ophelia is ‘passive, almost to the point of non existence’ – LYNN WOODS ophelia lacks dimension – not enough on her?(lynn woods)
1736 – THOMAS HAMNERspoke abt delay (conventional in SS revenge tragedies) – identified that if the Prince has carried out his father’s instructions straight away, “there would have been an end of our play” delay necessary to make the play exciting and complex(1736 – THOMAS HAMNER)
1748 – VOLTAIREparticularly scathing, saying “one would think that this work was the fruit of the imagination of a drunken savage” 1700’s criticism – didnt recognise much skill or style in the play(1748 – VOLTAIRE)
1765 – DR JOHNSONdescribes “useless and wanton cruelty” of Hamlet’s treatment of Ophelia. – coming into romantic perioddescribes H as ‘rather an instrument than an agent’ 1700s – believed hamlet was cruel to ophelia and lacks much personal will – critical of the character of Hcoming into romanticism1765 – DR JOHNSON
1795 – GOETHE (german poet)”A beautiful, pure, noble and most moral nature, without the strength of nerve which makes the hero, sinks beneath a burden which it can neither bear nor throw off” sympathy with hamlet1795 – GOETHE (german poet)
late 1700s (romanticism) – SS elevated to God like status, anyone who suggested anything he wrote was ‘less than transcendental’ was regarded as blasphemy – LYNN WOOD abt late 1700s romanticism – SS gained admiration(lynn wood)
Lynn Wood – in late, romantic 1700s ‘Hamlet invited identification; the complexity of his thoughts and the ambiguity of his actions made him appear life like…couldn’t easily be summed up.”Hamlet began to be talked about as a real person, often independent to the play lynn wood on the 1700s- hamlet became more intriguing to critics, who sought to define and analyse him – gained his own personality away from the play itself
COLERIDGE – ROMANTIC POET – early 1800s’intellectual energy and alertness understandably made action impossible’ early 1800s – coleridge – H is incapable of action as he thinks too much
1817″He is the most amiable of misanthropes” – William Hazlitt most likeable of outcasts/outsiders – early 1800s1817 – WILLIAM HAZLITT
1872 – Nietzsche (german philosopher)argues in The Birth of Tragedy that ‘Hamlet’s problem is not that he thinks too much but that he thinks too deeply.’It is not reflection but understanding which prevents action; “the apprehension of truth and its terror” late 1800’s – nietzsche – doesn’t overthink but thinks too deeply and over analyses1872 – Nietzsche (german philosopher)
EARLY 1900S – more focussed criticism on the characters of the play – e.g. hamlets delay as his shortcoming early 1900s – criticism of characters and their flaws
1904 – AC BRADLEY “whole story turns upon the peculiar character of the hero”(also tried to show that the tragic hero is someone suffering from a particular weakness of character) each hero has a flaw – whole text is more focussed on him – link to oliviers adaptation – political side removed 4 intense personal drama1904 – AC BRADLEY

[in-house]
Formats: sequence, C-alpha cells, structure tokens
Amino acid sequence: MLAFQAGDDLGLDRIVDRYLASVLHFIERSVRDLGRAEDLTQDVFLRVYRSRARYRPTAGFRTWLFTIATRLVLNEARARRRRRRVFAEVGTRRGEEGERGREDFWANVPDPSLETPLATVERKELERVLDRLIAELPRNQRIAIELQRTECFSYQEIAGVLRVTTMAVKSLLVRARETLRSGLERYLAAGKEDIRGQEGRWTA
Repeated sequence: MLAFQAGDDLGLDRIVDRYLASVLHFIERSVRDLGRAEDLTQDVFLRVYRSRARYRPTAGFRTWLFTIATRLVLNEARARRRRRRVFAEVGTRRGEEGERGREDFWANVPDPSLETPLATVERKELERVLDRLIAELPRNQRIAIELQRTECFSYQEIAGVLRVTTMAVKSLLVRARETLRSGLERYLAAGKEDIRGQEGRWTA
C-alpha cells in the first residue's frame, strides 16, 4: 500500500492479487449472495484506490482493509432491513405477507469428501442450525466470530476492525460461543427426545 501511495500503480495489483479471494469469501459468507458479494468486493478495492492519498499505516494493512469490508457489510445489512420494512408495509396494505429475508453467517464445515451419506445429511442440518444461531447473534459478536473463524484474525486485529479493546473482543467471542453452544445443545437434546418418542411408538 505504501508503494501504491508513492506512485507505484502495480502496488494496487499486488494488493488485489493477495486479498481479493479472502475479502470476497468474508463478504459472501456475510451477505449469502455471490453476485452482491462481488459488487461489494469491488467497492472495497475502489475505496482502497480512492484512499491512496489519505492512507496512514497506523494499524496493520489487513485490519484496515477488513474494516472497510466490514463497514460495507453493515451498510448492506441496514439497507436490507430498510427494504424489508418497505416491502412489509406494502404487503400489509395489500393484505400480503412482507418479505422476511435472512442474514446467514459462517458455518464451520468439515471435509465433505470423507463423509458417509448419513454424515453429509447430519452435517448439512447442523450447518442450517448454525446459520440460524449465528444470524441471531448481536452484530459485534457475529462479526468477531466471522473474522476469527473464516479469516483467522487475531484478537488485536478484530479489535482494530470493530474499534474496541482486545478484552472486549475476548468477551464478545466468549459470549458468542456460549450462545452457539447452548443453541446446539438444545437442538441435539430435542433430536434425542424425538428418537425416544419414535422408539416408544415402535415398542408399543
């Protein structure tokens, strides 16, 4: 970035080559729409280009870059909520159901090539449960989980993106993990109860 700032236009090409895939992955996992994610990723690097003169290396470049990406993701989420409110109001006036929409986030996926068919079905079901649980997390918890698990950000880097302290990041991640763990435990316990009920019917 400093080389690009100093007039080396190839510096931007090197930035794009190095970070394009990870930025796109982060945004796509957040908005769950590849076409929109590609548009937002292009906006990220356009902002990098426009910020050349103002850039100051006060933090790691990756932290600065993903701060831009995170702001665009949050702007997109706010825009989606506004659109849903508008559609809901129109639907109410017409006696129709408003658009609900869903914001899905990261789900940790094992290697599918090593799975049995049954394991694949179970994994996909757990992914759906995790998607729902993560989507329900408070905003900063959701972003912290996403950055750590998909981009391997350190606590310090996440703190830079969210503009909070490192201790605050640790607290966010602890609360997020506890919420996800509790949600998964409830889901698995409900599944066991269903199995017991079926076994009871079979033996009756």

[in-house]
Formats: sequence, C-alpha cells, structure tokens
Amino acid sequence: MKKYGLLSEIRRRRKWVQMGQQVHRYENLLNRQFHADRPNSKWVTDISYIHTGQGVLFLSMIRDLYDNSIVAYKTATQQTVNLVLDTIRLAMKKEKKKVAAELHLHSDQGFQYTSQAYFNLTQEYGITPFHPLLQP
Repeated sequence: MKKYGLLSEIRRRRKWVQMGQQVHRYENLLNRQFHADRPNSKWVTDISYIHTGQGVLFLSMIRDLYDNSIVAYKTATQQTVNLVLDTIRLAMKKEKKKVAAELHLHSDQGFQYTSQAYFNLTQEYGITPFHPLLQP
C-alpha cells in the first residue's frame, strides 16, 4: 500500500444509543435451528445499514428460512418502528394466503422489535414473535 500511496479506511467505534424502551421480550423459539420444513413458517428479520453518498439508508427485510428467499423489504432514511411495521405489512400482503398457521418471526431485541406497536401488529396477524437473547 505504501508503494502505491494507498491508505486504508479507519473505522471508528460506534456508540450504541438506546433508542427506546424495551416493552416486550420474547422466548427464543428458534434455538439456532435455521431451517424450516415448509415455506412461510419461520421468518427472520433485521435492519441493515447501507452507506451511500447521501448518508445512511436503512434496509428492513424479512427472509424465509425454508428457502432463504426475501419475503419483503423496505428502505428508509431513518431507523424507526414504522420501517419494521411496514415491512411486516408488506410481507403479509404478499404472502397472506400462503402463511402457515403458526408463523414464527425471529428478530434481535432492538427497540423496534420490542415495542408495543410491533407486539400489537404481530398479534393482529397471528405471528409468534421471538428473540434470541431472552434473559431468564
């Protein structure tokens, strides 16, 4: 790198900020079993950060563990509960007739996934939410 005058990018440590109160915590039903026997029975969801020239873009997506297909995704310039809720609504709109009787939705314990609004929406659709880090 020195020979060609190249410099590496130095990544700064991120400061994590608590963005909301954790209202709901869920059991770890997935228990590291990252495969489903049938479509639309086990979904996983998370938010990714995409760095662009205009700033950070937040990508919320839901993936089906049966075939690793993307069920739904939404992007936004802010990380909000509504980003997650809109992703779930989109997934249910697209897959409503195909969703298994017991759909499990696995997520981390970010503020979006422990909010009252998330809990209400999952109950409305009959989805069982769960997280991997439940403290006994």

1919 – play was known for being ‘endlessly problematic’ (lynn wood)TS ELLIOT – describes as an ‘artistic failure’ v problematic play – critics overwhelmed by this in early 1900s
“Was ever a figure so torn and tortured” – ERNEST JONES “the character is repulsive in its conception, based on a self-dislike and a spirit of disintegration” – D.H. LAWRENCE dislike/negative reception/pity for Hamlets character in early 1900s
1930 – G WILSON KNIGHT wrote he has become “an element of evil in the state of Denmark””the story of a sweet prince, wrenched from life and dedicate alone to death”theme of sickness/madness hamlet poisoned by grief according to early 1900s critics (g wilson knight)
in 1934 – Dover Wilson – articulated the ‘ambiguous nature of the Ghost and the impossibility of Hamlet’s translating its instruction into a coherent plan of action’ (Lynn Wood) ghost and its ambiguity
1956 – HARRY LEVIN”Hamlet is the most problematic play ever written by Shakespeare” defined as a problem play
1967 – NIGEL ALEXANDER – worries “how does one deal with such a man [Claudius] without becoming like him” concern for hamlets mentality – implications that antic disposition could manifest into real madness
late 1500’s – initial popularity – high up figures attendedearly 1700s – critical of the characters and the style of writing – more negativelate 1700s/early 1800s – romanticism – SS high rep and admiredearly 1900’s – focus on it being a problem play and on the characters (alot of analysis of H) summary of critical views over time
1920 BRIDGES ADAMS ADAPTATIONghost given no figure – only appears as a voice to hamlet certain productions emphasise ambiguity of the ghost – implies it could be in hamlets head
1992 – NOBLE PRODUCTION2001 – PIMLOTT PRODUCTION both present ghost as comforting to Hamlet hugs him, comforts him and explains himself shows hamlets need for comfort – sense of grief at fathers death -sympathy
2004 – BOYD PRODUCTIONactors who played ghost and ophelia also played gravediggers – constantly haunting hamlet, even from the grave – theme of death throughout contrast with comforting presentations of the ghost